Mississippi parents file lawsuit after their third-grade daughter was forced to REMOVE her ‘Jesus Loves Me’ face mask during class because school claimed coverings with religious expressions were BANNED
- Lydia Booth was allegedly ordered to take off her ‘Jesus Loves Me’ face mask at Simpson Central High School on October 13
- Her parents says she had worn the mask on multiple occasions without incident
- They further say other students wore masks emblazoned with sports team logos and the words ‘Black Lives Matter’
- Two days after the incident, the school updated its face mask policy, banning any masks that featured political or religious statements or symbols
- Booth’s parents say the school applied that policy retroactively, and that they have violated their daughter’s First Amendment Rights
A Mississippi couple have filed a lawsuit against their third-grade daughter’s school district after she was forced to remove a ‘Jesus Loves Me’ face mask during a computer class.
The incident occurred at Simpson Central School on October 13, when principal Antoinette Woodall allegedly demanded nine-year-old Lydia Booth take off the Christian-themed covering because it was a violation of the school’s policy.
According to the lawsuit, filed Monday in US District Court, an assistant teacher then gave Lydia a plain face mask to use as a substitute.
Lydia’s parents, Matthew and Jennifer Booth, are seeking a jury trial and demanding ‘nominal damages’, saying the incident greatly upset their little girl.
A Mississippi couple have filed a lawsuit against their third-grade daughter’s school district after she was forced to remove a ‘Jesus Loves Me’ face mask during a computer class. The student, Lydia Booth, is pictured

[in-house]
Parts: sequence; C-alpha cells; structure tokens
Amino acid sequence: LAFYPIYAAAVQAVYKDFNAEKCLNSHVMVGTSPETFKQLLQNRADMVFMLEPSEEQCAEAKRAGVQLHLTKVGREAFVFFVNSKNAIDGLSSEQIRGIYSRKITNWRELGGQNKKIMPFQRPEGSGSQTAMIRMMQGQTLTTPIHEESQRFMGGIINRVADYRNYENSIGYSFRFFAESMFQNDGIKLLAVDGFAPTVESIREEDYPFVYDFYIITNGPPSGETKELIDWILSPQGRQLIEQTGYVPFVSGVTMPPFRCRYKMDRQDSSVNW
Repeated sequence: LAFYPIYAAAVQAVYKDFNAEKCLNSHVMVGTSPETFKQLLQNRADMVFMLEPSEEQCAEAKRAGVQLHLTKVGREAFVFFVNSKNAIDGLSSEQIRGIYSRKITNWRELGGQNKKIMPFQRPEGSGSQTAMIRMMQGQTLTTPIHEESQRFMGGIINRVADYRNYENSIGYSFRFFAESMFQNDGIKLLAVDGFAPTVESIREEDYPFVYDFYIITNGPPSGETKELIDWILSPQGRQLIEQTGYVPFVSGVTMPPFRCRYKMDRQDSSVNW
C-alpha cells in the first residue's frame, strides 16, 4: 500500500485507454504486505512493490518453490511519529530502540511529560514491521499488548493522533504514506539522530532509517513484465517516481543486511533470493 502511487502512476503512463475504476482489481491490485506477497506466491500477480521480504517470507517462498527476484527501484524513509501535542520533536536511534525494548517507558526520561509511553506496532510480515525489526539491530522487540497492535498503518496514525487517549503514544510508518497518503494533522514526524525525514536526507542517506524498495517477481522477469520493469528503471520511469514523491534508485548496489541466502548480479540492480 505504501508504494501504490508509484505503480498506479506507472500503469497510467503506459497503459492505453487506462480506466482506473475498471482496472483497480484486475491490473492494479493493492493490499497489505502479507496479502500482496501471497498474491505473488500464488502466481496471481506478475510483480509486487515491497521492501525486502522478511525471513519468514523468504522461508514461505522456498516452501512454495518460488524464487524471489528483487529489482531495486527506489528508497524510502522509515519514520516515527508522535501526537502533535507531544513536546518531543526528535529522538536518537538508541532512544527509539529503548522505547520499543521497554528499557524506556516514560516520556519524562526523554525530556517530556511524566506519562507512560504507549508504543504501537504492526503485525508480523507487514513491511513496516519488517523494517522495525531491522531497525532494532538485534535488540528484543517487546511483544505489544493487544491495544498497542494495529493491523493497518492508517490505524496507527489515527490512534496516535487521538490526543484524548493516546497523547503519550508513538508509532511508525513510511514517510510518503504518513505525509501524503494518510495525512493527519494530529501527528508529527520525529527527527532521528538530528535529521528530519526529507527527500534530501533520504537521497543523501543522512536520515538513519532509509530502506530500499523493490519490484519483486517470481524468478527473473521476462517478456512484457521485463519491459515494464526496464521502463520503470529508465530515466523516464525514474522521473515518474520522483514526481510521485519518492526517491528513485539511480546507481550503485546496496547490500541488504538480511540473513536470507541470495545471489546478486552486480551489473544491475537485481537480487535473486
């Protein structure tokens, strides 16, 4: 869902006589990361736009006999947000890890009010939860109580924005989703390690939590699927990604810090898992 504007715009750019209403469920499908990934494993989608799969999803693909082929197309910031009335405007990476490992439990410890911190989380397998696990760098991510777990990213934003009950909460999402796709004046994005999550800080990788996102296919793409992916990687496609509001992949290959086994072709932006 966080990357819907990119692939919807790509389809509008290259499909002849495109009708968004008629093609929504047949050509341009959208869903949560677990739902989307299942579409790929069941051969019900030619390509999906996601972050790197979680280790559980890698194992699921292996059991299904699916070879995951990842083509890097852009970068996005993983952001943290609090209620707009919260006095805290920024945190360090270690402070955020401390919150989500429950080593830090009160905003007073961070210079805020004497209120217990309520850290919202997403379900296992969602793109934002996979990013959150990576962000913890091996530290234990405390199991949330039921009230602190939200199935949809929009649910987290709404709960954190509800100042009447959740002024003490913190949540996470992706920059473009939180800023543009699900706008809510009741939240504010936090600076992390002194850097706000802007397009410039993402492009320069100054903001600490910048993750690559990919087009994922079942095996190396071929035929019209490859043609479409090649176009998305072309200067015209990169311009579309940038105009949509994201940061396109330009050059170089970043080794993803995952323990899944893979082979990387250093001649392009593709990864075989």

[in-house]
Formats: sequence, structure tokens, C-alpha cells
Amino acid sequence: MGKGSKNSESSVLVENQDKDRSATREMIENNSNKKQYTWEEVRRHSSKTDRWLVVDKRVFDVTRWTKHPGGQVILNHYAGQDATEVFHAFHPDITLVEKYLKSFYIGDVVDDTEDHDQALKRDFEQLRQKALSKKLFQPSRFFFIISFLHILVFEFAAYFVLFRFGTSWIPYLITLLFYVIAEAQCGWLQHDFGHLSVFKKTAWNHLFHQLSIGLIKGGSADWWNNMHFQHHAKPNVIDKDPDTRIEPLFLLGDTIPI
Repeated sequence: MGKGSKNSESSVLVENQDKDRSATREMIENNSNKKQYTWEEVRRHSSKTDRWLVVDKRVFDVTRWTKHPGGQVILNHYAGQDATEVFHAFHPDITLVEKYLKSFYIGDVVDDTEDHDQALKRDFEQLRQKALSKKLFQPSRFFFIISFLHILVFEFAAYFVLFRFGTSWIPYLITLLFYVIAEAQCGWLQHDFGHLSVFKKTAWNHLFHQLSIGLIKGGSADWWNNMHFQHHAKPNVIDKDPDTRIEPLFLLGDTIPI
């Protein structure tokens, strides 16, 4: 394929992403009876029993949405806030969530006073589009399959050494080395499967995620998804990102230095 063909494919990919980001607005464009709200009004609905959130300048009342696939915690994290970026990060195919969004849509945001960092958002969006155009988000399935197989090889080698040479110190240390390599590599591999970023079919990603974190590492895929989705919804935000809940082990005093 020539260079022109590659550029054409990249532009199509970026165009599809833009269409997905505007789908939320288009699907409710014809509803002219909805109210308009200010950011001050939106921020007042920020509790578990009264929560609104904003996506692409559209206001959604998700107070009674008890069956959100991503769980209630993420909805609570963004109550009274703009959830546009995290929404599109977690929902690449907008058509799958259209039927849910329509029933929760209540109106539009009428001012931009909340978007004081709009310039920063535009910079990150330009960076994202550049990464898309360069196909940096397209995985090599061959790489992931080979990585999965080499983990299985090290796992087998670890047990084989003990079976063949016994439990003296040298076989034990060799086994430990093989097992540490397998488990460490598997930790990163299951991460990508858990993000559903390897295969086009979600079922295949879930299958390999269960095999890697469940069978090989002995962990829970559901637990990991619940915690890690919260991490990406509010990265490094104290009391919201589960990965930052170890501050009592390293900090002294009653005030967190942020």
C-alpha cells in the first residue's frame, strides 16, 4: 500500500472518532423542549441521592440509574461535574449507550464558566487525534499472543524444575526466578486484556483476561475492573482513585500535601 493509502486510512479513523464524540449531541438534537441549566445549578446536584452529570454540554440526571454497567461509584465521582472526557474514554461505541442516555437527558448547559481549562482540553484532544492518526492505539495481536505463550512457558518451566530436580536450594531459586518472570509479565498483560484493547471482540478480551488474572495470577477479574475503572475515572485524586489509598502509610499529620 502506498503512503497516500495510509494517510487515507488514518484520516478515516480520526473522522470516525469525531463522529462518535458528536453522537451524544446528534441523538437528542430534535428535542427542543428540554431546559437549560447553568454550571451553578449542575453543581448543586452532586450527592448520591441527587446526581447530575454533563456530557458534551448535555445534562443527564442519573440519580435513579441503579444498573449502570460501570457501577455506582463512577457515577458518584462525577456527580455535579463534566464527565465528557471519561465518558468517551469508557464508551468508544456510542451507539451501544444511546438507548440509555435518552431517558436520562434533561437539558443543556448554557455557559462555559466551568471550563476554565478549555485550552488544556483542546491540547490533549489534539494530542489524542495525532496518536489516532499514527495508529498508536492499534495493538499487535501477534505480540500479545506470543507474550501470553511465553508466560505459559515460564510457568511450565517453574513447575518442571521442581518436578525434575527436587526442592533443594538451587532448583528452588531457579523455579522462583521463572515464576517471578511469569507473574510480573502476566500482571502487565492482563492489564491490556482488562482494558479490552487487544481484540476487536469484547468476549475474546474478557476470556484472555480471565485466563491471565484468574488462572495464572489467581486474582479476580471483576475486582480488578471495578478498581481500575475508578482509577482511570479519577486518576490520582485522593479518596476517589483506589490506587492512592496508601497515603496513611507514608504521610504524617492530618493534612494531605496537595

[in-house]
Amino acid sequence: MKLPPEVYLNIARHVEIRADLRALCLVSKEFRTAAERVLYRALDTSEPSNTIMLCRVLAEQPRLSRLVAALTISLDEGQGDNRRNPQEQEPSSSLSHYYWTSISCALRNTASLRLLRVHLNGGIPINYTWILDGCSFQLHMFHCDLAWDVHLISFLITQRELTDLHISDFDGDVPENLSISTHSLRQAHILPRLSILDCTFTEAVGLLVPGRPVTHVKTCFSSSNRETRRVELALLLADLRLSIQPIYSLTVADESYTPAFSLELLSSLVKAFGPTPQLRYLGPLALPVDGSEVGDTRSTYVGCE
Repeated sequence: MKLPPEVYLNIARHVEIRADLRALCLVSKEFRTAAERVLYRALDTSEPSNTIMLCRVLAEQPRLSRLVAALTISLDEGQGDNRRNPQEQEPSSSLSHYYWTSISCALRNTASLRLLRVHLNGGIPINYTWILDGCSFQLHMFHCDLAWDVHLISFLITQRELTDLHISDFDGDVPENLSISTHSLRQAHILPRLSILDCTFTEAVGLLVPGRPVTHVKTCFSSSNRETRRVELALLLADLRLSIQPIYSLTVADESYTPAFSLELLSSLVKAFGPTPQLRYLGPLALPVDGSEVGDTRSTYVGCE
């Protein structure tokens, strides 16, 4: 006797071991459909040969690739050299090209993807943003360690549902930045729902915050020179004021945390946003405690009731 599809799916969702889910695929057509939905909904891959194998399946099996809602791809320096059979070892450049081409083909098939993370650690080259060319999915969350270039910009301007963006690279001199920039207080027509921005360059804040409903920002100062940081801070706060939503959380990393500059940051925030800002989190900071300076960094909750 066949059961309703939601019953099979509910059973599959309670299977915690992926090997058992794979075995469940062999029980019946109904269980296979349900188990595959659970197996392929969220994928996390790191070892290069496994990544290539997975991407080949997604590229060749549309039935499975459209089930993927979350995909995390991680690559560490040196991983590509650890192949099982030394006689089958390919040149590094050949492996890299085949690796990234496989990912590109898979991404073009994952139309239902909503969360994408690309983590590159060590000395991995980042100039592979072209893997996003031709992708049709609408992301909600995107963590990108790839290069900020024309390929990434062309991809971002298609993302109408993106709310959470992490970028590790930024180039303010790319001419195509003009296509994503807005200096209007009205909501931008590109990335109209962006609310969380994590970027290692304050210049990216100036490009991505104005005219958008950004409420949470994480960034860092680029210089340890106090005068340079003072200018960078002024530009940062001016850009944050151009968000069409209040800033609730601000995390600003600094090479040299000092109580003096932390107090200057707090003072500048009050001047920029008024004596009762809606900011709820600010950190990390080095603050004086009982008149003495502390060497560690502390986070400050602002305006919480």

The suits says the Booth parents were unable to find any policy in school handbooks that stated such religious expression was prohibited.
But two days after the incident, the school’s superintendent allegedly updated its face mask policy, which stated: ‘Masks cannot display political, religious, sexual or any inappropriate symbols, gestures or statements that may be offensive, disruptive or deemed distractive to the school environment.’
The school claimed the policy was originally included in its ‘restart plan’, which was unable to be found online.
The lawsuit further claims that Lydia had worn the face mask on multiple occasions prior to October 13, and that no students had become visibly upset or distracted by its message.
Additionally, the suit claims other students had been wearing face masks emblazoned with sports team logos and the words ‘Black Lives Matter’.
The suit has been filed on behalf of Matthew and Jennifer Booth by The Alliance Defending Freedom who say the school district’s action is a violation of Lydia’s constitutional rights.
The incident occurred at Simpson Central School on October 13
‘Public schools have a duty to respect the free expression of students that the First Amendment guarantees to them,’ ADF Legal Counsel Michael Ross told WLBT.
‘Lydia told her parents she wants to be a missionary and that’s why she wants to wear this mask. It made her really sad when she was forced to remove this mask because the message means something to her and it’s her choice to wear it’, senior ADF Counsel Tyson Langhofer additionally told WBRC.
The school says they do not comment on pending litigation.
Two days after the incident, the school’s superintendent allegedly updated its face mask policy